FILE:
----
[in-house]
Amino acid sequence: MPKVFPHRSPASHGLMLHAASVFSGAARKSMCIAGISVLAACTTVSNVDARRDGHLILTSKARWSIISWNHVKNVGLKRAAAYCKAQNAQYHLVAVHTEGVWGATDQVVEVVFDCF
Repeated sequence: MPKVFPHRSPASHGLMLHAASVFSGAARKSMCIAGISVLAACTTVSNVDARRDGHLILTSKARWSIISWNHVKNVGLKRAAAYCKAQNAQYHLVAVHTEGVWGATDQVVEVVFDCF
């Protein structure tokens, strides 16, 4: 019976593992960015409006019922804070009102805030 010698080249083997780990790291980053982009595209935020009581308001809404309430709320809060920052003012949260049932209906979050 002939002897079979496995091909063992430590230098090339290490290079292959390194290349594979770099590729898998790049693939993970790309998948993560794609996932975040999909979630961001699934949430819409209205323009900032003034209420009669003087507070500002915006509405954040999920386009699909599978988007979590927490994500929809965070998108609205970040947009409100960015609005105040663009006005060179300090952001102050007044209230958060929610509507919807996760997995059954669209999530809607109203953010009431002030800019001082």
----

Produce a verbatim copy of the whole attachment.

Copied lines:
[in-house]
Amino acid sequence: MPKVFPHRSPASHGLMLHAASVFSGAARKSMCIAGISVLAACTTVSNVDARRDGHLILTSKARWSIISWNHVKNVGLKRAAAYCKAQNAQYHLVAVHTEGVWGATDQVVEVVFDCF
Repeated sequence: MPKVFPHRSPASHGLMLHAASVFSGAARKSMCIAGISVLAACTTVSNVDARRDGHLILTSKARWSIISWNHVKNVGLKRAAAYCKAQNAQYHLVAVHTEGVWGATDQVVEVVFDCF
């Protein structure tokens, strides 16, 4: 019976593992960015409006019922804070009102805030 010698080249083997780990790291980053982009595209935020009581308001809404309430709320809060920052003012949260049932209906979050 002939002897079979496995091909063992430590230098090339290490290079292959390194290349594979770099590729898998790049693939993970790309998948993560794609996932975040999909979630961001699934949430819409209205323009900032003034209420009669003087507070500002915006509405954040999920386009699909599978988007979590927490994500929809965070998108609205970040947009409100960015609005105040663009006005060179300090952001102050007044209230958060929610509507919807996760997995059954669209999530809607109203953010009431002030800019001082």